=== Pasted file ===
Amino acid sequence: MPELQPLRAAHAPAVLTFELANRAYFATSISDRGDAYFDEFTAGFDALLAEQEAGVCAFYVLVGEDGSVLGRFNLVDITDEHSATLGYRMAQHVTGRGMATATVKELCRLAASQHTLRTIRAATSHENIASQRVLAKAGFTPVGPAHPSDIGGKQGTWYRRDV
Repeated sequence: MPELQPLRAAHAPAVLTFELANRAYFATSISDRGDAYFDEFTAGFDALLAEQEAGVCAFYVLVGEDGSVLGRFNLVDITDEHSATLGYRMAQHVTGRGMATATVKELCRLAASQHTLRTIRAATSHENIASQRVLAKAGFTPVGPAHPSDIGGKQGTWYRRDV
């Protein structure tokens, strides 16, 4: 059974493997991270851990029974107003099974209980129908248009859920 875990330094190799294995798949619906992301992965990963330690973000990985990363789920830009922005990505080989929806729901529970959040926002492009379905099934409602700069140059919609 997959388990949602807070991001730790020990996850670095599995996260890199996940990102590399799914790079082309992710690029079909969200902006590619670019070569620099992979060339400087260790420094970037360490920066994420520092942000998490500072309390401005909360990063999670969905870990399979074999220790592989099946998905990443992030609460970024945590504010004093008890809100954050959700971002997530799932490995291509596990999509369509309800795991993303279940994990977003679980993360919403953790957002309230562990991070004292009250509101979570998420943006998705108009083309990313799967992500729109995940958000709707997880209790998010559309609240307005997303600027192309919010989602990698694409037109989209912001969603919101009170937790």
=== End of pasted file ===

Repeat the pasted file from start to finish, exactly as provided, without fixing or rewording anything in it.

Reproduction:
Amino acid sequence: MPELQPLRAAHAPAVLTFELANRAYFATSISDRGDAYFDEFTAGFDALLAEQEAGVCAFYVLVGEDGSVLGRFNLVDITDEHSATLGYRMAQHVTGRGMATATVKELCRLAASQHTLRTIRAATSHENIASQRVLAKAGFTPVGPAHPSDIGGKQGTWYRRDV
Repeated sequence: MPELQPLRAAHAPAVLTFELANRAYFATSISDRGDAYFDEFTAGFDALLAEQEAGVCAFYVLVGEDGSVLGRFNLVDITDEHSATLGYRMAQHVTGRGMATATVKELCRLAASQHTLRTIRAATSHENIASQRVLAKAGFTPVGPAHPSDIGGKQGTWYRRDV
């Protein structure tokens, strides 16, 4: 059974493997991270851990029974107003099974209980129908248009859920 875990330094190799294995798949619906992301992965990963330690973000990985990363789920830009922005990505080989929806729901529970959040926002492009379905099934409602700069140059919609 997959388990949602807070991001730790020990996850670095599995996260890199996940990102590399799914790079082309992710690029079909969200902006590619670019070569620099992979060339400087260790420094970037360490920066994420520092942000998490500072309390401005909360990063999670969905870990399979074999220790592989099946998905990443992030609460970024945590504010004093008890809100954050959700971002997530799932490995291509596990999509369509309800795991993303279940994990977003679980993360919403953790957002309230562990991070004292009250509101979570998420943006998705108009083309990313799967992500729109995940958000709707997880209790998010559309609240307005997303600027192309919010989602990698694409037109989209912001969603919101009170937790």